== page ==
- When flushing is complete and before the lines are removed, verify that the purge port valves are closed. Remove the lines and reinstall the purge port valve caps, ensuring that the rub¬ber washer is in the cap, and tighten. (NOTE: To prevent damage to the rubber sealing discs (washers), do not over tighten these caps.)
- Re-start-up & return to normal operation
- Before turning on the supply water to the heater, make sure that the main valve handles on both the hot & cold valves are closed (perpendicular to the main valve bodies). Also ensure that the purge port valve caps are tightened down and that the valves are in the closed position (T-Handle perpendicular to the purge port valve body). WARNING: NEVER RELY ON THE PURGE CAP TO STOP THE WATER FLOW
- For water heater start-up, refer to the water heater owners' manual.
- During normal operation, the main water valves are open when the main valve handle is parallel with the main valve body and closed when the main valve handle is perpendicular to the main valve body. To return the heater to operation, rotate the main water flow handles to a parallel position in alignment with the main valve body. At this time, water will begin entering the heater. Slowly open a hot water tap in the sink and allow the air to pass through the system until the water no longer is burping air. With the hot water tap opened and running, wait for several seconds to be sure that the lines are cleared of air. At this point, you should run the hot water tap for a minute or two to clear any residual air and cleaning agent from the system
Reminder: For the purge port valves, the purge port valve is open when the T-Handle is parallel with the purge port valve body and closed when the T-Handle is perpendicular to the purge port valve pipe.
Typical Materials Needed to Flush a Tankless Water Heater
1 utility pump (Typically, this type of utility pump is self-priming.)
3 hoses (Typically the utility pump comes with 1 hose. Additionally, washing machine hoses work well for this operation.)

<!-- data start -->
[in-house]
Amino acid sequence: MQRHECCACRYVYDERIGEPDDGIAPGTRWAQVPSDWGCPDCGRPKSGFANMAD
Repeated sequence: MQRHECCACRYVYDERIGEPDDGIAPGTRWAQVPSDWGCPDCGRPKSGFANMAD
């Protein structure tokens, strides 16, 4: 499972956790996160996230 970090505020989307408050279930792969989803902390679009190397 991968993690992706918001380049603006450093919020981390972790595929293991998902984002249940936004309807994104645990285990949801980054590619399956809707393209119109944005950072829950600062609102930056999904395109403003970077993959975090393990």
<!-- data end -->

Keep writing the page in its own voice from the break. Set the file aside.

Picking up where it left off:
2 buckets (one or five gallon)
2 gallons (+/-) white vinegar
SET-UP: Attach one hose from the hot outlet service port of the tankless water heater to one of the buckets. Attach one hose from the inlet of the pump to another bucket. Attach one hose from the pump to the cold water inlet service port of the tankless water heater.
HOW IT WORKS: The flow from the first bucket filled with fresh vinegar goes into the pump. The pump sends the vinegar into the water heater via the cold water service port and then out the hot water outlet port into the second bucket.
PROCEEDURE: Simply open the service port valves and turn on the pump. The vinegar will begin to flow through the tankless heater and come out of the hot side outlet service port into the return waste bucket.
WHAT PERIOD OF TIME IS NECESSARY: Due to many variables, the time that this cleaning procedure will take is not something that can be predicted. Depending upon the preparedness and abilities of the person doing the work, the hardness of the water, if there is a softener in use, and how long it has been since the last cleaning, it may take as little as 45 minutes or as long as a couple of hours. Repeat this procedure as many times as necessary until the vinegar runs clean into the return bucket.
During this operation, you may chose to let some vinegar sit in the heater for a few minutes. Do this by isolating the vinegar by turning off the port valves. First close the outlet hot side port service valve, followed by the cold side port service valve. Then immediately turn off the pump. Then, in a few minutes re-open the service valves, re-start the pump and see if this may have loosened any additional scale.
Finally, do the same procedure with fresh water to flush all remaining vinegar from the tankless heater. Do this until you have run about five buckets of clean water through the heater.
DISPOSAL OF REMAINING SOLUTION: Vinegar is not harmful and even the most environmentally conscious person can simply pour this solution down the household drain.